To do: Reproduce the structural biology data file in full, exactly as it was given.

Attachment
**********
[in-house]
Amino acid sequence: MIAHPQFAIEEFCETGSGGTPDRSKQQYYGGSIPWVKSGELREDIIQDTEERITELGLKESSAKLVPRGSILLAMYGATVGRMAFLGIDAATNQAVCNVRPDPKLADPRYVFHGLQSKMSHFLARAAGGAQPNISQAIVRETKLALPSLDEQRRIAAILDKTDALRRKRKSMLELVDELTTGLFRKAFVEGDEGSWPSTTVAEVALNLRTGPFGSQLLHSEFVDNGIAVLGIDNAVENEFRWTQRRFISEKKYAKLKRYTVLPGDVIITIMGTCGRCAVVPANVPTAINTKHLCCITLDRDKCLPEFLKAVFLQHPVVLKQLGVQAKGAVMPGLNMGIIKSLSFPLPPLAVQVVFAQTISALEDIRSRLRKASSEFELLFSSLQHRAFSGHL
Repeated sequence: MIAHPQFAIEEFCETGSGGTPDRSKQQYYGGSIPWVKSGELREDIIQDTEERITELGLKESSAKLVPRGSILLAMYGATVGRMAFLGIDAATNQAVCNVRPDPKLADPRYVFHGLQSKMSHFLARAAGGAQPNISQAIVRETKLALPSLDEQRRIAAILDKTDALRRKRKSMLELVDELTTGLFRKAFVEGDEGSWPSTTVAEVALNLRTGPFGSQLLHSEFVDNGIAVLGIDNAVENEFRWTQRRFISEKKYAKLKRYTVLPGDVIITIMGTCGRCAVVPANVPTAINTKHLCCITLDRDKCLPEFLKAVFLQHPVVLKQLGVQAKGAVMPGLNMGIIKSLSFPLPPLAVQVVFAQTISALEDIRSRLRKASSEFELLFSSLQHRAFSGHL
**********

[in-house]
Amino acid sequence: MIAHPQFAIEEFCETGSGGTPDRSKQQYYGGSIPWVKSGELREDIIQDTEERITELGLKESSAKLVPRGSILLAMYGATVGRMAFLGIDAATNQAVCNVRPDPKLADPRYVFHGLQSKMSHFLARAAGGAQPNISQAIVRETKLALPSLDEQRRIAAILDKTDALRRKRKSMLELVDELTTGLFRKAFVEGDEGSWPSTTVAEVALNLRTGPFGSQLLHSEFVDNGIAVLGIDNAVENEFRWTQRRFISEKKYAKLKRYTVLPGDVIITIMGTCGRCAVVPANVPTAINTKHLCCITLDRDKCLPEFLKAVFLQHPVVLKQLGVQAKGAVMPGLNMGIIKSLSFPLPPLAVQVVFAQTISALEDIRSRLRKASSEFELLFSSLQHRAFSGHL
Repeated sequence: MIAHPQFAIEEFCETGSGGTPDRSKQQYYGGSIPWVKSGELREDIIQDTEERITELGLKESSAKLVPRGSILLAMYGATVGRMAFLGIDAATNQAVCNVRPDPKLADPRYVFHGLQSKMSHFLARAAGGAQPNISQAIVRETKLALPSLDEQRRIAAILDKTDALRRKRKSMLELVDELTTGLFRKAFVEGDEGSWPSTTVAEVALNLRTGPFGSQLLHSEFVDNGIAVLGIDNAVENEFRWTQRRFISEKKYAKLKRYTVLPGDVIITIMGTCGRCAVVPANVPTAINTKHLCCITLDRDKCLPEFLKAVFLQHPVVLKQLGVQAKGAVMPGLNMGIIKSLSFPLPPLAVQVVFAQTISALEDIRSRLRKASSEFELLFSSLQHRAFSGHL